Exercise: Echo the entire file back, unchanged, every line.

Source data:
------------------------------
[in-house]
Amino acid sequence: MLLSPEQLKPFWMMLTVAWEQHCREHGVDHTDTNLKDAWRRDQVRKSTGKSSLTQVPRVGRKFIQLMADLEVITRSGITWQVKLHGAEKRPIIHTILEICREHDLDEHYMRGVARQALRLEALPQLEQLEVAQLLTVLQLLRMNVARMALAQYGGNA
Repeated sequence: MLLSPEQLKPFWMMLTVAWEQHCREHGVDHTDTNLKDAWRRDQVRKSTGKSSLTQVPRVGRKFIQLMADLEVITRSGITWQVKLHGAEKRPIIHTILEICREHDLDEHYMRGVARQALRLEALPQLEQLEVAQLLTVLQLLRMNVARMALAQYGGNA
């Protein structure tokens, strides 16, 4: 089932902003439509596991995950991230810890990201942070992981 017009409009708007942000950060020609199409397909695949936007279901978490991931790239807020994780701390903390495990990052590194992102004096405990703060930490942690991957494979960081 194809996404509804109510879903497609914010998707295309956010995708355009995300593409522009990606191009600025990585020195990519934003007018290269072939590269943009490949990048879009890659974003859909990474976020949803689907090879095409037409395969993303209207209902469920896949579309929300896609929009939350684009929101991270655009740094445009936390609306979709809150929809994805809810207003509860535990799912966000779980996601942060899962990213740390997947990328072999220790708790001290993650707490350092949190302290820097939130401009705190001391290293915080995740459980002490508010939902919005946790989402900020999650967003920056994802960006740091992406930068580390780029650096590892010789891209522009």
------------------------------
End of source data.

[in-house]
Amino acid sequence: MLLSPEQLKPFWMMLTVAWEQHCREHGVDHTDTNLKDAWRRDQVRKSTGKSSLTQVPRVGRKFIQLMADLEVITRSGITWQVKLHGAEKRPIIHTILEICREHDLDEHYMRGVARQALRLEALPQLEQLEVAQLLTVLQLLRMNVARMALAQYGGNA
Repeated sequence: MLLSPEQLKPFWMMLTVAWEQHCREHGVDHTDTNLKDAWRRDQVRKSTGKSSLTQVPRVGRKFIQLMADLEVITRSGITWQVKLHGAEKRPIIHTILEICREHDLDEHYMRGVARQALRLEALPQLEQLEVAQLLTVLQLLRMNVARMALAQYGGNA
């Protein structure tokens, strides 16, 4: 089932902003439509596991995950991230810890990201942070992981 017009409009708007942000950060020609199409397909695949936007279901978490991931790239807020994780701390903390495990990052590194992102004096405990703060930490942690991957494979960081 194809996404509804109510879903497609914010998707295309956010995708355009995300593409522009990606191009600025990585020195990519934003007018290269072939590269943009490949990048879009890659974003859909990474976020949803689907090879095409037409395969993303209207209902469920896949579309929300896609929009939350684009929101991270655009740094445009936390609306979709809150929809994805809810207003509860535990799912966000779980996601942060899962990213740390997947990328072999220790708790001290993650707490350092949190302290820097939130401009705190001391290293915080995740459980002490508010939902919005946790989402900020999650967003920056994802960006740091992406930068580390780029650096590892010789891209522009």